Team of Teams: New Rules of Engagement for a Complex World
Stanley McChrystal, Collins, Silverman, Fussell
Portfolio Publishers, 2015
I’m writing this review after reading Team of Teams for the second time. Yes, it’s that good. Two things about this book initially spoke to me: first, that the former commander of Joint Special Operations Command (JSOC) wrote a book about how to lead an effective and successful organization, and second, that the book details navigating very complex problems in a hostile environment. Sounds like SHTF recommend reading to me.
Retired Army General Stanley McChrystal led JSOC in Iraq during the bloodiest years for US Forces in that conflict. (JSOC is the command element for Tier One units like SEAL Team Six, Delta Force, and other elite fighters.) That a former commander is writing a book about leading very sensitive operations that eventually dismantled Al-Qaeda in Iraq makes it worth picking up off the shelf. And that the book explains leadership and organization tactics to win in complex environments makes it well worth reading.
One recurring theme of this book is adapting to changing environments. Gen. McChrystal (and his co-authors) explain the difference between complicated and complex environments. The JSOC that arrived in Iraq in the early 2000s was not built to defeat irregular, cellular insurgent organizations. In other words, it was prepared to fight a complicated adversary, not a complex one. And so JSOC had to adapt as an organization to meet those challenges. That process began with intelligence gathering to identify the organizational structure and capabilities of Al-Qaeda in Iraq. This book is full of insights not just into how to build a mission, but how to structure an organization to accomplish that mission.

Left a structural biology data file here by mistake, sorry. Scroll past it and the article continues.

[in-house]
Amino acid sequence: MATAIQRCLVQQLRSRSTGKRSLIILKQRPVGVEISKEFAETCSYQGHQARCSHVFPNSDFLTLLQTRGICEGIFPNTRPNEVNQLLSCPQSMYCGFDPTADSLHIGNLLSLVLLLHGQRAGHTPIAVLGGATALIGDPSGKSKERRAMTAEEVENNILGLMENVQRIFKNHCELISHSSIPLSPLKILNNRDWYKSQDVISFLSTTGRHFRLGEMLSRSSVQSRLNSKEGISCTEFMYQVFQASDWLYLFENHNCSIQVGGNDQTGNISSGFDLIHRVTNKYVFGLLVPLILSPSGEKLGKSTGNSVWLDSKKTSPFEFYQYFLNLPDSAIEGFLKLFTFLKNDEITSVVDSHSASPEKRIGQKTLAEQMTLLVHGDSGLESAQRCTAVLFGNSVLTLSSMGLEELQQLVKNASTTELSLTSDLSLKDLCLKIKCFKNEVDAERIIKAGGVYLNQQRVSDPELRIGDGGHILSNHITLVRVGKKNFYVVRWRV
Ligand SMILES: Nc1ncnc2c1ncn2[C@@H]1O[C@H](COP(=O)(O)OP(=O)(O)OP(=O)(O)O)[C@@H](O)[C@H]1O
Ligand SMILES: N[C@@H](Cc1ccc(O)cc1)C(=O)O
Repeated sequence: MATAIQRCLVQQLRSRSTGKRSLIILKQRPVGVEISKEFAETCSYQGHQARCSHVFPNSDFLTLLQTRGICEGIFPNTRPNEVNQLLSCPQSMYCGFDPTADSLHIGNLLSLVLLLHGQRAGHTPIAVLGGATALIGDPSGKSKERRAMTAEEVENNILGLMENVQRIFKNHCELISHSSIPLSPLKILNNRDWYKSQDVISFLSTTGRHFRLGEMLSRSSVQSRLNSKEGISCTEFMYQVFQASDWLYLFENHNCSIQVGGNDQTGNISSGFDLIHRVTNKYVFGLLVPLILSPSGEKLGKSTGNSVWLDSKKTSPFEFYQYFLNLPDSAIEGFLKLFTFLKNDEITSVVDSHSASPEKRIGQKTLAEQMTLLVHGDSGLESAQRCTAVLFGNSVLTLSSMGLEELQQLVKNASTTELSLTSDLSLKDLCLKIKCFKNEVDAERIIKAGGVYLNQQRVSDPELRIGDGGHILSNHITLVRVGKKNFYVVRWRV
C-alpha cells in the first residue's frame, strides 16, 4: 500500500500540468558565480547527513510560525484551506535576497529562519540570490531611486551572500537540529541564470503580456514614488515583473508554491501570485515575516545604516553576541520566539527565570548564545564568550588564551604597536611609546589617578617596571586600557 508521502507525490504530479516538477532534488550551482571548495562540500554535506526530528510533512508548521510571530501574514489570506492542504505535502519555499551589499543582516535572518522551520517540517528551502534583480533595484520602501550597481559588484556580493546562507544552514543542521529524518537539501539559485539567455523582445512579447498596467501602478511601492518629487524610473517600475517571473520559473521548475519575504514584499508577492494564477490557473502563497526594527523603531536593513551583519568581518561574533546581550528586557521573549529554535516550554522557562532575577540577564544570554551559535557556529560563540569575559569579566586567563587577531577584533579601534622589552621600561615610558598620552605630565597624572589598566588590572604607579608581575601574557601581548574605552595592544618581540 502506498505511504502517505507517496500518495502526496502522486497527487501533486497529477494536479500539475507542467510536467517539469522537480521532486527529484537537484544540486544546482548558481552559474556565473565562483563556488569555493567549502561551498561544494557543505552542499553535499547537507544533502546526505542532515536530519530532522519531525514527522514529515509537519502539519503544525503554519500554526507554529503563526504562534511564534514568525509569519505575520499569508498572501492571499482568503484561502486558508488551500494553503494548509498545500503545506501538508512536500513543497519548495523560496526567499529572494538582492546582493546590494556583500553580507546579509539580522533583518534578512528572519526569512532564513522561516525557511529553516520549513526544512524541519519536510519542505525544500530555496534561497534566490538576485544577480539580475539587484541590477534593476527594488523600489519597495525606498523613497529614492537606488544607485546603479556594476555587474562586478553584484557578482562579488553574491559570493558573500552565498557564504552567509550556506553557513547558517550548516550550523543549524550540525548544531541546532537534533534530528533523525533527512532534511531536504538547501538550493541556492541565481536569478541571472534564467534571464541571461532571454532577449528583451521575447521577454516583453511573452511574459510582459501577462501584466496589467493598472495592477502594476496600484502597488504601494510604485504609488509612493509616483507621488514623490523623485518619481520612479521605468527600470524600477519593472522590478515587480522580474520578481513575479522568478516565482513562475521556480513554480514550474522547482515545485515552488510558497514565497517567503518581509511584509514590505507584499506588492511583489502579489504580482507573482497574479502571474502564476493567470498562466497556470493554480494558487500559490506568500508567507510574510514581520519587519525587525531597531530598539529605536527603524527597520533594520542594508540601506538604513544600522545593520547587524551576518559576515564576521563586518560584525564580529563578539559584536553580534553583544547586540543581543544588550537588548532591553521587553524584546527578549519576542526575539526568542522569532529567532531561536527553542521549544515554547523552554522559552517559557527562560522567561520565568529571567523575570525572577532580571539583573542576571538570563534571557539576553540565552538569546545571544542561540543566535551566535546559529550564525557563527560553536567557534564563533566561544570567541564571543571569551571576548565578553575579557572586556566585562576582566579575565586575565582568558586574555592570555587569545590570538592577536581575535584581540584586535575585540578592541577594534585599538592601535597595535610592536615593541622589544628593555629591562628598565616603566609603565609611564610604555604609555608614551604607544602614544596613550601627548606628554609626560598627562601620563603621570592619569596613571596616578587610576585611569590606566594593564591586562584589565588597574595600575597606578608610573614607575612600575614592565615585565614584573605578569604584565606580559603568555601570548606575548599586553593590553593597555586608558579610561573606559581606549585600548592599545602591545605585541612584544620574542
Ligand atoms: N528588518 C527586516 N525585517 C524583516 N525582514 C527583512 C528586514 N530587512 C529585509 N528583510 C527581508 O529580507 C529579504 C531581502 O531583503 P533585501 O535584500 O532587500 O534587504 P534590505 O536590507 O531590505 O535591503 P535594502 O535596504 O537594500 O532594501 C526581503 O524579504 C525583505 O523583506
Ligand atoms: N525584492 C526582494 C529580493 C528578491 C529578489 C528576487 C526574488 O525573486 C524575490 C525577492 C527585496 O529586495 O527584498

Gen. McChrystal likens this organizational change to rebuilding an aircraft in mid-flight. He was in Baghdad in the middle of a war and had to rebuild his aircraft to deal with unexpected conditions. Perhaps the most significant takeaway from this book is the basis for my fear that many community security teams and preparedness groups won’t be able to adapt to changes in their operating environments. One of my favorite quotes comes from Jack Welch, a former CEO at General Electric and business visionary. He explains, “When change on the outside happens faster than change on the inside, the end is in sight.” Specifically, Welch is talking about managing one of the largest corporations in America. Unless they planned ahead into the future and were able to anticipate changes in their customer needs and competition’s products, their consumer electronics would be stuck in a previous decade and the company would risk failure. If our adaptations can’t keep pace with our changing environments, then there’s a good chance that we’re going to lose.
Another recurring theme is the importance of intelligence. Gen. McChrystal introduces us to what he calls “shared consciousness”. The fight against Al-Qaeda was global, and it required an enterprise that spanned dozens of units operating on several continents. For instance, intelligence developed in Afghanistan might lead to a raid on a compound in Yemen. A laptop or cell phone discovered in that compound, or a detainee who provided intelligence information, might lead to an operation in Iraq. Between the miles and personnel, information fell through the cracks; which necessitated that all intelligence personnel be able to do their work with a common operating picture. In the business world, it’s called synergy — all employees, to include executives, sales and customer service employees, working together in one direction. In JSOC, it was no different. “Shared consciousness” ensured that information gaps were identified and covered; that vital information discovered in Afghanistan that was relevant to a place thousands of miles away made it to its destination. Coordinating that flow of information was vital to the fight against al-Qaeda on several continents, and the fight wouldn’t have been won without a leader implementing those communications strategies.